The entrance to the Restaurant Alain Ducasse au Plaza Athénée
On a trip to Paris, our team revisited the famed Alain Ducasse at the Plaza Athénée Hotel. They were delighted. The service was warm, the dishes were outstanding and the overall experience was festive and elegant.
“Alain Ducasse lays out the broad strokes. It’s up to me to fill in the lines,” said Chef Christophe Moret, who apprenticed at the Louis XV-Alain Ducasse in Monaco, became sous-chef at 59 Poincaré, then chef at Spoon food & wine in Paris.
Royale de Tomate araignée de mer, émulsion coraillée
Alba truffle flavored chicken with Madeira port, a house specialty
Lunch at Restaurant Alain Ducasse au Plaza Athénée was remarkable thanks to a combination of deeply satisfying tastes, beautiful sights, and the staff’s attention to detail as well as the overall harmony of the event. Some may want to book a table to impress a client, celebrate a special occasion or just as an out-of-the-ordinary gourmet treat.
While not for everyone and not for everyday, the Alain Ducasse restaurant at the Plaza Athénée set the stage of what a superlative meal can be. For a sumptuous over-the-top dining experience few can compare with this restaurant. Click here to read our most recent dedicated feature on the Restaurant Alain Ducasse au Plaza Athénée.
The Michelangelo Towers and pool
Our team liked the Michelangelo Towers hotel accommodations in Johannesburg. Conveniently located next to an upscale mall and convention center in one of the city’s ritzy neighborhoods, this property may appeal to safety conscious visitors and those planning an extended stay in Southern Africa’s largest city.
The kitchen of one of the Michelangelo Tower’s suites
Two towers, side by side, offer condominium living for local residents, and luxury hotel accommodations for visitors wanting the added space of a one bedroom suite and the facilities and amenities of a hotel. The hotel has an on-site restaurant and spa and easy indoor access to shopping facilities and many restaurants. Click here to read our detailed article about The Michelangelo Towers.
By Elena del Valle*
The Man Who Ate The World in Search of the Perfect Dinner book cover
Jay Rayner, a London restaurant critic, traveled across continents to enjoy a meal at the best fine dining establishments he could identify and shared his findings in a recently published 273-page paperback book, The Man Who Ate The World in Search of the Perfect Dinner (Henry Holt and Company, $25). It took him 18 months to complete his journey and write the book. His budget? $36,000.
He started at some famous restaurants in Las Vegas, Nevada and concluded his project at renown temples of fine dining in Paris, France. In between, he visited some of the most expensive restaurants in the world including well known and sometimes obscure restaurants in Moscow, Dubai, New York, Tokyo, and London. He dined out alone, with colleagues and friends and, in Paris, with his wife.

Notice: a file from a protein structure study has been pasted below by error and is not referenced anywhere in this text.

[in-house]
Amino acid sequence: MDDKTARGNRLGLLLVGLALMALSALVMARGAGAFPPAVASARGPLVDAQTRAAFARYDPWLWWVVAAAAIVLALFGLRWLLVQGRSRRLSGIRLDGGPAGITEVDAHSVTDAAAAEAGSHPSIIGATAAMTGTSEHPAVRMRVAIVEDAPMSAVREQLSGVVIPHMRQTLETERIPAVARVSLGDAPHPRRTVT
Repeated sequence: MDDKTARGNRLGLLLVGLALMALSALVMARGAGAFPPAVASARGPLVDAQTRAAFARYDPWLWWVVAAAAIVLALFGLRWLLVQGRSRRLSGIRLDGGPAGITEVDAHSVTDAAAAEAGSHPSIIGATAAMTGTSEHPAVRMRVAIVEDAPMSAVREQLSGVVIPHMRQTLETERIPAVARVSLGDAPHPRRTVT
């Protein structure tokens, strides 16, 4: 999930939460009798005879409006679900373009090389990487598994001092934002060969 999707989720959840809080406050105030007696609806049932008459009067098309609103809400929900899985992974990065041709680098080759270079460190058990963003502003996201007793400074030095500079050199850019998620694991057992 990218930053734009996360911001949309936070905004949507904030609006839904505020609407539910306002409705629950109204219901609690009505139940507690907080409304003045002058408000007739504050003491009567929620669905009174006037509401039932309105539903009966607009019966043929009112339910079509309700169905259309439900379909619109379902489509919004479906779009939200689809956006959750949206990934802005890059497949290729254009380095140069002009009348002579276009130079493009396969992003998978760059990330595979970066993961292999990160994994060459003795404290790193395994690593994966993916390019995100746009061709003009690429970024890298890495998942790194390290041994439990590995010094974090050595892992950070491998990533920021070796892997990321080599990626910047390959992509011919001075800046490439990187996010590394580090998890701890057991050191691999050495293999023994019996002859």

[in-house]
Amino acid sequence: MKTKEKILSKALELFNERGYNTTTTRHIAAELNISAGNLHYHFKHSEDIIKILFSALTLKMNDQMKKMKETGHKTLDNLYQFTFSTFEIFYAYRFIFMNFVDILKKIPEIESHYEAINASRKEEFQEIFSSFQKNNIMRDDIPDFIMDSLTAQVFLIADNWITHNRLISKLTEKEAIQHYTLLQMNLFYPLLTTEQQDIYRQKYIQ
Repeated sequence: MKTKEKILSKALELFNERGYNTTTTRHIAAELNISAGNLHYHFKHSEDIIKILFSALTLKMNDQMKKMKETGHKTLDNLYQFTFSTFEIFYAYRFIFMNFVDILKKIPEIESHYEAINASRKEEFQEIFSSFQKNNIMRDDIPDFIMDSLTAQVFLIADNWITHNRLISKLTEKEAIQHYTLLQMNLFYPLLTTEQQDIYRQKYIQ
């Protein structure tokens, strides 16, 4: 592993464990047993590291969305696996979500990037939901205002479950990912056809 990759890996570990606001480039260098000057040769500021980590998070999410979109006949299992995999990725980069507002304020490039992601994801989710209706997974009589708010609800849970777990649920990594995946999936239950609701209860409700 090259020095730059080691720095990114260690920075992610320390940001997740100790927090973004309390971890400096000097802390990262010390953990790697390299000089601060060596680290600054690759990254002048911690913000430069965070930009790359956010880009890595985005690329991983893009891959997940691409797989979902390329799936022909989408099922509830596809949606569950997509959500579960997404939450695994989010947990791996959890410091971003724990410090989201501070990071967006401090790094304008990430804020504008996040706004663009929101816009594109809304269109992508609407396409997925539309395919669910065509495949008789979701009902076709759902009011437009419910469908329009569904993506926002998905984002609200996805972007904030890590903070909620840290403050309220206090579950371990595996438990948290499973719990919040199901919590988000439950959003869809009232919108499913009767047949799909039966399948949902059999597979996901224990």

Jay Rayner, author and restaurant critic
He left ‘Vegas uncomfortable with the idea of being a guest of the restaurants and decided to pay his way as much as possible from that point forward. By the time he reached Paris he added one rule to his plan: he would order and eat the tasting menu whenever it was offered.
I found the book funny, interesting, and full of useful insights. While it is not a restaurant guidebook, there is a lot of information about gourmet restaurants and the business of fine dining. Filled with Rayner’s accounts of his dining experiences, The Man Who Ate The World is an armchair trip through the London critic’s eyes.
In the book, Rayner shares his impressions of the cities he visited, the culinary business world, some of the most celebrated gourmet chefs, his life as a paid restaurant critic for a British newspaper, the restaurants he visited, and some of the meals he was served. Although the promotional materials for the book never promised restaurant recommendations, more than once I wished he had shared practical suggestions or a summary with his recommendations.
Rayner is a restaurant critic for the London Observer where he has worked since 1996 and is on contract to write 100,000 words a year. Forty percent of the restaurants he writes about are in the fine dining category. In the United States, his articles have been published in Gourmet, Saveur and Food & Wine magazines. Prior to his work as a restaurant critic he covered crime, politics, cinema and theater. He is the author of five other books.
*Photos: Henry Holt and Company
Click here to buy The Man Who Ate the World
By Josette King
The Anasazi Restaurant dining room
At the Anasazi Restaurant in Santa Fe, New Mexico, the decor is a harbinger of the dinning experience: a sophisticated fusion of the cultures that shaped the area and discrete cosmopolitan touches. Stacked stone and adobe walls create intimate dining alcoves that showcase contemporary murals reminiscent of Pueblo petroglyphs.
Formally set tables clad in starch white linen and the romantic subdued lighting complete the setting that discretely highlights the contemporary global approach of Martin Rios, the talented and imaginative head chef. On my recent visit to the Anasazi Restaurant, I especially appreciated how Chef Rios wove together continental and southwestern flavors with oriental touches to create an intriguing dinning experience.
Click here to read Josette King’s complete article about the Anasazi Restaurant.